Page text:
Biennale on film

My visit to the Venice Biennale 2017

So (or allora as they say here in Venice) there is barely a pavilion in the Giardini which isn’t showing a video of some description. Some are explanatory and accompany the art, which is fine, but so much of it is the art and that’s when I start getting twitchy. Sorry to all my artist friends who make video installations but they do not engage me in any way, clearly I am missing something and may indeed be a Philistine but you probably shouldn’t read any further. I have no problem watching television or going to the cinema so I am not sure why I find this medium so devoid of interest and I have been spending some time trying to puzzle it out.

I was thinking that when a film is made of a book it always becomes one (or maybe several) person’s vision of that book. You as the viewer are saved the trouble of taking in the words and imagining the world that is being conjured up. In this way is video art an easy option? Is it art for the masses, the bored, the lazy? Is it doing all the work for you? I’m not sure it is because they are so often difficult, repetitious and confounding.

One pavilion, I have not bothered to remember which, has changing faces of people reciting the word apologise, apologise in different pitches – I don’t find this clever or even interesting and if it is significant and meaningful then it passed me by. Is it that I am too clever and resent having the work of thinking done for me or am I not clever enough to get it? I know that films can be moving and inspirational but perhaps that is because of the story and art videos are maybe not about story in that explicit way.

This afternoon over an alarmingly orange and slightly bitter Aperol spritz I conjectured that it might be about place. I have flown thousands of miles to walk into a space to experience an artist’s creative vision and a video immediately takes me elsewhere. A film, unless it is filming me interacting with the work in the space is absolutely not present – it is aggressively elsewhere and maybe the point of art should be to be present, to have the viewer experience it in a very real way. I could watch any of these videos at home in my lounge room with my Aperol spritz made just how I like it to pretty much the same effect.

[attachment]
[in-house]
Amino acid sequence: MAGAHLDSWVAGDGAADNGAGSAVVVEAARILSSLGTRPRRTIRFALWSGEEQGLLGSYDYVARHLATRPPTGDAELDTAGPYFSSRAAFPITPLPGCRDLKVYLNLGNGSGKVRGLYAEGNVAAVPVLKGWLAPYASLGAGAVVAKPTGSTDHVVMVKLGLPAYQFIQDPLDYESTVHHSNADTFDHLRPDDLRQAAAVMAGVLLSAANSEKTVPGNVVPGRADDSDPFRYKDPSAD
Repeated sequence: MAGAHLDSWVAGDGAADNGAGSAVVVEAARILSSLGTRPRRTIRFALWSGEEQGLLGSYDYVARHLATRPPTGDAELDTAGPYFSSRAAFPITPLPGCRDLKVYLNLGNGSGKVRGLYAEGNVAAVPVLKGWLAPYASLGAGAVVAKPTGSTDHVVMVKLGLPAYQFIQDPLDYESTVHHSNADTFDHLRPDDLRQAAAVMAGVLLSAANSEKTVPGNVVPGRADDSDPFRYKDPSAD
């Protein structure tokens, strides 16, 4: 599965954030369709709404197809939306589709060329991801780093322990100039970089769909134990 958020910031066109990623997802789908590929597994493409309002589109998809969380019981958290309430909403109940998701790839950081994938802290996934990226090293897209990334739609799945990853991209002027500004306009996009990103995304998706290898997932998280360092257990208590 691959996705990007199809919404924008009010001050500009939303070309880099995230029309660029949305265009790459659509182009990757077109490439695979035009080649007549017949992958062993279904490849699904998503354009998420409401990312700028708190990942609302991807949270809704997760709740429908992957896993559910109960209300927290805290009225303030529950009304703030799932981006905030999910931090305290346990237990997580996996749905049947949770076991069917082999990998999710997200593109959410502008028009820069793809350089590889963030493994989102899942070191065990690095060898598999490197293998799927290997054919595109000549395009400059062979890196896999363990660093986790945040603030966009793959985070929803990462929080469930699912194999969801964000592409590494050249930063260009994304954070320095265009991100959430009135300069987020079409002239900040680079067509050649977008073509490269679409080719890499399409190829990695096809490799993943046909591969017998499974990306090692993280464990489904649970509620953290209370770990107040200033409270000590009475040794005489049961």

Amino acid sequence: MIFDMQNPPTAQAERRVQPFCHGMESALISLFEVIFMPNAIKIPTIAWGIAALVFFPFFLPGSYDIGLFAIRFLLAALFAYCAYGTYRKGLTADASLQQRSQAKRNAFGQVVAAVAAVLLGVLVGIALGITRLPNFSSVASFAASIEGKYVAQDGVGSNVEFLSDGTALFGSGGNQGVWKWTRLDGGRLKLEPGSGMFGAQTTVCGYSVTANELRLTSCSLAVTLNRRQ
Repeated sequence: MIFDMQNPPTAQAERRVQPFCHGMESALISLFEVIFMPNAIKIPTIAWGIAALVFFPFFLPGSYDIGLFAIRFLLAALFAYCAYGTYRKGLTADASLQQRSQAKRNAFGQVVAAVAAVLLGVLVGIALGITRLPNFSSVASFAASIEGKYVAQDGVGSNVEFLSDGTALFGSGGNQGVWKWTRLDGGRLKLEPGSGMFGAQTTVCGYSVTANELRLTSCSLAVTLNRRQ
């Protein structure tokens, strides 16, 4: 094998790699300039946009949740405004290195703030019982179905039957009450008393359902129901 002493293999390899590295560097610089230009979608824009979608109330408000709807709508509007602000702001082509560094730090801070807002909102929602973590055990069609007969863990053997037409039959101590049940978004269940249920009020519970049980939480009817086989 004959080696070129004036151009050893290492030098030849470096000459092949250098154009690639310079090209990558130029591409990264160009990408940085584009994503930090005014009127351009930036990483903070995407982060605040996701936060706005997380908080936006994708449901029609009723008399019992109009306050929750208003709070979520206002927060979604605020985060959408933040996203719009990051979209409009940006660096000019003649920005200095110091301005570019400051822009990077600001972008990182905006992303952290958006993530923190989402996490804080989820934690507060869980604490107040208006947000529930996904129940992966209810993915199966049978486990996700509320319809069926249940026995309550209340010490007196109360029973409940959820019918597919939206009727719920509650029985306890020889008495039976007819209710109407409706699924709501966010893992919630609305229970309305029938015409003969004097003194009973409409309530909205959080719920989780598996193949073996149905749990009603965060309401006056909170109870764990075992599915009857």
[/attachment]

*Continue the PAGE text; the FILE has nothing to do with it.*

France’s pavilion has been transformed into a music studio, all wood and sound deadening panels with instruments strewn about (and, while I was there, no performers) The walls were not the only thing baffling. Denmark has a performance work about darkness which has you sit in complete blackness (and then some not very illuminating light displays) while three women’s voices narrate or recite some very trite nonsense about darkness and light for 30 minutes and I think there was a talking seed. Poetry! I can sit in the dark and listen to poetry for hours but not at an art fair and not if it is not good poetry. Germany has a performance piece below a clear floor with the audience above which I have yet to brave the queue for so I am not sure if it is dance or theatre or a little from column A and a little from column B. It is supposed to be really good but that is not my actual point. Egypt has built a mud brick facade inside which they are showing a film on five screens. Poland is showing an impenetrable slo-mo film in a blacked out room so dark that everyone entering falls over the foot high platform on which the seating is arranged – now if they were filming that and replaying it on the screen that would have been something. Art people! I want art! I don’t want your solemn, performative, experiential, interpretive dance with your constantly depressing falling cadences and atonal music.